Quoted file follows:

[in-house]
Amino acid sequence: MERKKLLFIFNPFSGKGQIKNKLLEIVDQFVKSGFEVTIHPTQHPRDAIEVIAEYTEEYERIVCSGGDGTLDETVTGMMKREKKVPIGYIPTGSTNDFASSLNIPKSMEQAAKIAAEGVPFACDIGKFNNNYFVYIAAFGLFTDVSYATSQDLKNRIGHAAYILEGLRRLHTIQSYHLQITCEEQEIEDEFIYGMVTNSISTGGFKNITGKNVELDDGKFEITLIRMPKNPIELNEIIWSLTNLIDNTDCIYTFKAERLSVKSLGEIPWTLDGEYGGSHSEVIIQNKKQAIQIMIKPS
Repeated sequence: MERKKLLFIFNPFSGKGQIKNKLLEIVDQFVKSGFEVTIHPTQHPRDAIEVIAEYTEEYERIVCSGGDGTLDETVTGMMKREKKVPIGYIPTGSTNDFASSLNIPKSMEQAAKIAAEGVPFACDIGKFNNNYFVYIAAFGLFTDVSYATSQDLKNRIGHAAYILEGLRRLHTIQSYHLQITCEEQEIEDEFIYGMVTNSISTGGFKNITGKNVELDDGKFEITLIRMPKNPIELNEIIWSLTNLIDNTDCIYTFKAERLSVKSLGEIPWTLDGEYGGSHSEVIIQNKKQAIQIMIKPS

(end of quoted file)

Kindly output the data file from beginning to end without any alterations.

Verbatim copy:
[in-house]
Amino acid sequence: MERKKLLFIFNPFSGKGQIKNKLLEIVDQFVKSGFEVTIHPTQHPRDAIEVIAEYTEEYERIVCSGGDGTLDETVTGMMKREKKVPIGYIPTGSTNDFASSLNIPKSMEQAAKIAAEGVPFACDIGKFNNNYFVYIAAFGLFTDVSYATSQDLKNRIGHAAYILEGLRRLHTIQSYHLQITCEEQEIEDEFIYGMVTNSISTGGFKNITGKNVELDDGKFEITLIRMPKNPIELNEIIWSLTNLIDNTDCIYTFKAERLSVKSLGEIPWTLDGEYGGSHSEVIIQNKKQAIQIMIKPS
Repeated sequence: MERKKLLFIFNPFSGKGQIKNKLLEIVDQFVKSGFEVTIHPTQHPRDAIEVIAEYTEEYERIVCSGGDGTLDETVTGMMKREKKVPIGYIPTGSTNDFASSLNIPKSMEQAAKIAAEGVPFACDIGKFNNNYFVYIAAFGLFTDVSYATSQDLKNRIGHAAYILEGLRRLHTIQSYHLQITCEEQEIEDEFIYGMVTNSISTGGFKNITGKNVELDDGKFEITLIRMPKNPIELNEIIWSLTNLIDNTDCIYTFKAERLSVKSLGEIPWTLDGEYGGSHSEVIIQNKKQAIQIMIKPS